About 14 per cent of the world's population is malnourished. In sub-Saharan Africa the figure is more than 30 per cent. Reducing world hunger by half is one of the top Millennium Development Goals set out by the United Nations, and the Hunger Task Force, established in October 2002, has just published a report outlining the steps needed to meet that goal.
In this article, Pedro A. Sanchez, director of tropical agriculture at the Earth Institute of Columbia University in New York City, United States, and the Indian agricultural scientist M. S. Swaminathan summarise the report’s seven recommendations, which cover economic, health and social welfare issues.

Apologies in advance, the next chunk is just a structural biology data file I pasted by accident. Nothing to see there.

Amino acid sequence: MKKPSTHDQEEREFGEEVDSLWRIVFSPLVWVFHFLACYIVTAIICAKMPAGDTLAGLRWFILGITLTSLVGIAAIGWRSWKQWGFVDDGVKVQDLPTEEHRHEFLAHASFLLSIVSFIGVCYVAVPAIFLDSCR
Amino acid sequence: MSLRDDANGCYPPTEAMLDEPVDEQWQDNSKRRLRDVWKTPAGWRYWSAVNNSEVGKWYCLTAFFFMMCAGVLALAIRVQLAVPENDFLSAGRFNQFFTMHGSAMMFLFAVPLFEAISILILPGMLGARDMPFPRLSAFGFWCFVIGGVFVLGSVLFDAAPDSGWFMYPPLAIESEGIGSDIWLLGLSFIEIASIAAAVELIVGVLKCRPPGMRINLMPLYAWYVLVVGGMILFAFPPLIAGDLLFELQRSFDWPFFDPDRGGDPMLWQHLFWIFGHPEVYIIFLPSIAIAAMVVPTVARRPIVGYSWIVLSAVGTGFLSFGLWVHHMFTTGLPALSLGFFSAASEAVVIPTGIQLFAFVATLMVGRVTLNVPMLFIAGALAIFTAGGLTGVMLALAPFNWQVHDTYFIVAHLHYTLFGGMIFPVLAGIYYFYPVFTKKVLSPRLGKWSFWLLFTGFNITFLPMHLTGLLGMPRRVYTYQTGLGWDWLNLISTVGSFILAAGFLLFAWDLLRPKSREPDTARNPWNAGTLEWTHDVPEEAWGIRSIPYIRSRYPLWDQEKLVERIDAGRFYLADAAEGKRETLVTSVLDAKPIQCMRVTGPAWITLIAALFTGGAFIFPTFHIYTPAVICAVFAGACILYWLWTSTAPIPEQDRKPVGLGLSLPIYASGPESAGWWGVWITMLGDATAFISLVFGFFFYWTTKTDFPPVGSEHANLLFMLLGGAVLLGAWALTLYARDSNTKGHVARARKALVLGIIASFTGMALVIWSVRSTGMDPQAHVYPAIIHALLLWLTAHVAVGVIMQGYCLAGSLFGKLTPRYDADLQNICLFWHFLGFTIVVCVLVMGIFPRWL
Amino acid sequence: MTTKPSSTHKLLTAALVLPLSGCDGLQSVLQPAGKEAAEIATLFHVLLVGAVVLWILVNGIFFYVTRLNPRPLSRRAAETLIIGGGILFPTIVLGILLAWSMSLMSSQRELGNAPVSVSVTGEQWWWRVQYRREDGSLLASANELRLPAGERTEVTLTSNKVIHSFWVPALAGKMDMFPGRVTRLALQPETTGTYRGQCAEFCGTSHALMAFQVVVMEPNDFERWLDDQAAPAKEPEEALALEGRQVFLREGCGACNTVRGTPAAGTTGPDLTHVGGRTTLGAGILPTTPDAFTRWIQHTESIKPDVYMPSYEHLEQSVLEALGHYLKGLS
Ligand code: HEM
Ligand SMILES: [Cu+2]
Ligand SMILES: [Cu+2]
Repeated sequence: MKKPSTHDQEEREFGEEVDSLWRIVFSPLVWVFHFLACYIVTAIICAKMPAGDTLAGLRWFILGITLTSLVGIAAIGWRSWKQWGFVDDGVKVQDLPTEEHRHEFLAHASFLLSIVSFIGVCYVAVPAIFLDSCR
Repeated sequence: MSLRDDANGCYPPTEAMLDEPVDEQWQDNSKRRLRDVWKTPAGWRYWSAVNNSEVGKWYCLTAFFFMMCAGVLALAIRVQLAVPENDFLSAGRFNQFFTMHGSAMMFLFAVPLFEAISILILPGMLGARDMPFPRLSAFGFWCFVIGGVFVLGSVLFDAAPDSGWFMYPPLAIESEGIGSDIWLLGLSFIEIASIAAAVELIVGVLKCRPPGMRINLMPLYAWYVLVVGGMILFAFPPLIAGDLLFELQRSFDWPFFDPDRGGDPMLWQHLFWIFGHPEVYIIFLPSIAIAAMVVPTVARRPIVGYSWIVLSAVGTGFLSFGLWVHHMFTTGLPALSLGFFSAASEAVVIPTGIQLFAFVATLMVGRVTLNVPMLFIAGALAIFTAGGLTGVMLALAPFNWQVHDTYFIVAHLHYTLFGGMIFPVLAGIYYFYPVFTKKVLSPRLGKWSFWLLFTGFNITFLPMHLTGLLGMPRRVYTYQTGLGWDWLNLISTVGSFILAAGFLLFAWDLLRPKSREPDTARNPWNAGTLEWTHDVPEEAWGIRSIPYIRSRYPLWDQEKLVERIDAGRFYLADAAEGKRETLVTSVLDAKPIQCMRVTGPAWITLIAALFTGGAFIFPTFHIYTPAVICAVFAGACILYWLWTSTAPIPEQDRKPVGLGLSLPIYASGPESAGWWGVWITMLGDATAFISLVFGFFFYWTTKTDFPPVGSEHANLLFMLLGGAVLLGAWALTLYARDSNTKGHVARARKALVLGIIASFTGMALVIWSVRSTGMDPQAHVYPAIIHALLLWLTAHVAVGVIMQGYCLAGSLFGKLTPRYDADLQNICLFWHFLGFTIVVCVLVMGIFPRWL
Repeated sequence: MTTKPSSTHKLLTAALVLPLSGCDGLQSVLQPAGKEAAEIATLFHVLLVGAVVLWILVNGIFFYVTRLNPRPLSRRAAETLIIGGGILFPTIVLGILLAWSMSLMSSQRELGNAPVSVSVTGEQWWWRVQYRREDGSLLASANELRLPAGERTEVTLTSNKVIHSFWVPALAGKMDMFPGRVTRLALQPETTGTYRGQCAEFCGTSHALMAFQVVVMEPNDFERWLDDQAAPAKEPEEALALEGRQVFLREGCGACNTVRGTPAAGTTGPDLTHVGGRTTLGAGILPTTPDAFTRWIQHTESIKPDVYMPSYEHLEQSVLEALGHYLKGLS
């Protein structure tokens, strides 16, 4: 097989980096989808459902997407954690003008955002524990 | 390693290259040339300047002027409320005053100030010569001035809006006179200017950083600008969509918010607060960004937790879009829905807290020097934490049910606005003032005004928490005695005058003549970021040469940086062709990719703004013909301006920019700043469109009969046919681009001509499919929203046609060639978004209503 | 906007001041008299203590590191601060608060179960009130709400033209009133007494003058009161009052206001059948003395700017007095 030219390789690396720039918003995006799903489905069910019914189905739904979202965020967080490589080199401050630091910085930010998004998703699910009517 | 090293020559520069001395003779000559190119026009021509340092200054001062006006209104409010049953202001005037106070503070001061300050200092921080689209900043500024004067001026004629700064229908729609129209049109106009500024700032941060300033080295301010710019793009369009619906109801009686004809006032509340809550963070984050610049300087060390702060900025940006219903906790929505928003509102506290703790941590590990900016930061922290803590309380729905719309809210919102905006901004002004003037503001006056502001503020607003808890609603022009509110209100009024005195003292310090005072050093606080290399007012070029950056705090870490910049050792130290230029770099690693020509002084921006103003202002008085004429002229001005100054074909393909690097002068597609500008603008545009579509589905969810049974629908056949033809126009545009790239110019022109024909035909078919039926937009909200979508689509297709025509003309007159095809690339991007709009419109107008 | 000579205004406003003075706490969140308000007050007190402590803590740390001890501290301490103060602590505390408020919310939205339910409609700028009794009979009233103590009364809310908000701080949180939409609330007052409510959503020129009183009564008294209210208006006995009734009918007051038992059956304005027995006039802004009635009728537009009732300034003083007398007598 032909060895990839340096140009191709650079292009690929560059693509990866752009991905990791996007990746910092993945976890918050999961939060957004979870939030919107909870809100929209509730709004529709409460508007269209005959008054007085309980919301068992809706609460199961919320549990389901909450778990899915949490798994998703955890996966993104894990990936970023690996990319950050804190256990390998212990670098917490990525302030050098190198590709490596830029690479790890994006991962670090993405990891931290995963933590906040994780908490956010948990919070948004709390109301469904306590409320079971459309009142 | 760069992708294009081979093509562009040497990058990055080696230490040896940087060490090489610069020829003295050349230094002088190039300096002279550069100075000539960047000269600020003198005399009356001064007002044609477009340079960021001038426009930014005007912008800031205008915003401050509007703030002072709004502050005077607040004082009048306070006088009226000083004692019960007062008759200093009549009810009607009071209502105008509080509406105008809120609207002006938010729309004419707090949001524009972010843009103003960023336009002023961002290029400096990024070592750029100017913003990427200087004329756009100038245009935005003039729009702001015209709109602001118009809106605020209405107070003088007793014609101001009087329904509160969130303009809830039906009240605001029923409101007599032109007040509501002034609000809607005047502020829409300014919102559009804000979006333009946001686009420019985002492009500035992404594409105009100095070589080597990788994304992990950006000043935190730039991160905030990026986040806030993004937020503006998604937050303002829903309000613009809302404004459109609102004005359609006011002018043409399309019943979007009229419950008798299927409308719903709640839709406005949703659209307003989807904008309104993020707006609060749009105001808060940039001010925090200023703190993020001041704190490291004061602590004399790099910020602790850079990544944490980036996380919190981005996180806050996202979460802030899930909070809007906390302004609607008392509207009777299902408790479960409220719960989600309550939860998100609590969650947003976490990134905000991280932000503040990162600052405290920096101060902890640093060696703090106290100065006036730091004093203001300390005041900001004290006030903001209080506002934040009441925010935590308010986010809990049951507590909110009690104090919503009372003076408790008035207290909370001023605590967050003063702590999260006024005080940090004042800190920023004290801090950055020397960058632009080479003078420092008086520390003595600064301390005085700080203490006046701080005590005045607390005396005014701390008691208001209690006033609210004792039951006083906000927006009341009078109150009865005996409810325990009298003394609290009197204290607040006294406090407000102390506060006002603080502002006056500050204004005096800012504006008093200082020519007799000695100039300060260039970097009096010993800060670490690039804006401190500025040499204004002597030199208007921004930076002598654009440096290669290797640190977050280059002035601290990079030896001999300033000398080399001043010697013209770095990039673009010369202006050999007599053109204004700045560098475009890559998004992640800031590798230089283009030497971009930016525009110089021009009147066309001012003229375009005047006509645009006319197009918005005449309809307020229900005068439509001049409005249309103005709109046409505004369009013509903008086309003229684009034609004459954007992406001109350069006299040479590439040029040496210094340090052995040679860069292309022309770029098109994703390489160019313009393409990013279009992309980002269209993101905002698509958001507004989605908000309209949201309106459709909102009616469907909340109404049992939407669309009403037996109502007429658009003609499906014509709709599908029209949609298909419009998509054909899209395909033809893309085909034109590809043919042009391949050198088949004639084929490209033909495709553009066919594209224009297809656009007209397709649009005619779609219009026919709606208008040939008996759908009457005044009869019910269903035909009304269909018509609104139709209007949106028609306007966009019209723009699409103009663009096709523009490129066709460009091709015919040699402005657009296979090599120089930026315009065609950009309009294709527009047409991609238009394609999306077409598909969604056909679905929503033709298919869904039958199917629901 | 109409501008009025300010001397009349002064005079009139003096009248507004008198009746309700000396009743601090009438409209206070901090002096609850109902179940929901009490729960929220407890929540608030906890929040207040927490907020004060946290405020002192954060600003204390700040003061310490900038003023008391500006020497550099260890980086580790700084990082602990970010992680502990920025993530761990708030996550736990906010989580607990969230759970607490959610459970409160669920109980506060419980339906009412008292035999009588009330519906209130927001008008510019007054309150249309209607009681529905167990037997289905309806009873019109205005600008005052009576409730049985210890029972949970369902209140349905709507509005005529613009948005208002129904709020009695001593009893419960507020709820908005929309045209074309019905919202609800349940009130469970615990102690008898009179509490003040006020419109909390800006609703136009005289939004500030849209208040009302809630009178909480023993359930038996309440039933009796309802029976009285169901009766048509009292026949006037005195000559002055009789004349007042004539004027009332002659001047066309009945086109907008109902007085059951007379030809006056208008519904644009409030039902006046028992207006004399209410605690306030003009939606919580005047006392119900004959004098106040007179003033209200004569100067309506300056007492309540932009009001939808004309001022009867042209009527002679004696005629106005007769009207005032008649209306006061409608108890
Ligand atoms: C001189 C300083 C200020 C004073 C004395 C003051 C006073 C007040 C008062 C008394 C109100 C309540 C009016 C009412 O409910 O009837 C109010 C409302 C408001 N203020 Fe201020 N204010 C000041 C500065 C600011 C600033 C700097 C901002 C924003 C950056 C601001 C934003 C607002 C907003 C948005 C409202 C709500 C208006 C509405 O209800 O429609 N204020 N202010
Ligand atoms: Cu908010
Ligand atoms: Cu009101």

Many of the proposals hinge on science and technology, such as doubling investments in national agricultural research, providing genetically superior crops and livestock to boost productivity, and promoting simple technological solutions such as rooftop water harvesting to ease rural women’s workloads.
Although the Millennium Project estimates that reducing hunger will cost anything from US$8 to 11 billion over the next decade, Sanchez and Swaminathan say the effort needed is well within our financial and technological capability.